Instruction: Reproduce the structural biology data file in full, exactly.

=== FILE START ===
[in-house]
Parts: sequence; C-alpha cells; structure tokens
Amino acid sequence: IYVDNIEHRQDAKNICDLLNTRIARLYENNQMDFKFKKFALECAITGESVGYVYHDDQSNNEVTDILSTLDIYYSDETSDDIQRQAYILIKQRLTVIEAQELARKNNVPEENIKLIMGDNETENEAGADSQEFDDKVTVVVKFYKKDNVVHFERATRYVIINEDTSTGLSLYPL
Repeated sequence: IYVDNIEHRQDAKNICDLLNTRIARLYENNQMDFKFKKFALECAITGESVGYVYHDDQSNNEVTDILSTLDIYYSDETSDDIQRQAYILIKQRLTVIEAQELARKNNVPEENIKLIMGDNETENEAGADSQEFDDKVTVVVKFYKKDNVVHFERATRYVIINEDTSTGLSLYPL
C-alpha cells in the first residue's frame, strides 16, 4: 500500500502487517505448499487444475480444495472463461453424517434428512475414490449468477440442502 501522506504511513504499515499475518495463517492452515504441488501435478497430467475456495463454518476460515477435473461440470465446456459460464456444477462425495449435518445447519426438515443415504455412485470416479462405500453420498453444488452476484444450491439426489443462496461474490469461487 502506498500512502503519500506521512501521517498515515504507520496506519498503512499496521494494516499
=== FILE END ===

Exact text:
[in-house]
Parts: sequence; C-alpha cells; structure tokens
Amino acid sequence: IYVDNIEHRQDAKNICDLLNTRIARLYENNQMDFKFKKFALECAITGESVGYVYHDDQSNNEVTDILSTLDIYYSDETSDDIQRQAYILIKQRLTVIEAQELARKNNVPEENIKLIMGDNETENEAGADSQEFDDKVTVVVKFYKKDNVVHFERATRYVIINEDTSTGLSLYPL
Repeated sequence: IYVDNIEHRQDAKNICDLLNTRIARLYENNQMDFKFKKFALECAITGESVGYVYHDDQSNNEVTDILSTLDIYYSDETSDDIQRQAYILIKQRLTVIEAQELARKNNVPEENIKLIMGDNETENEAGADSQEFDDKVTVVVKFYKKDNVVHFERATRYVIINEDTSTGLSLYPL
C-alpha cells in the first residue's frame, strides 16, 4: 500500500502487517505448499487444475480444495472463461453424517434428512475414490449468477440442502 501522506504511513504499515499475518495463517492452515504441488501435478497430467475456495463454518476460515477435473461440470465446456459460464456444477462425495449435518445447519426438515443415504455412485470416479462405500453420498453444488452476484444450491439426489443462496461474490469461487 502506498500512502503519500506521512501521517498515515504507520496506519498503512499496521494494516499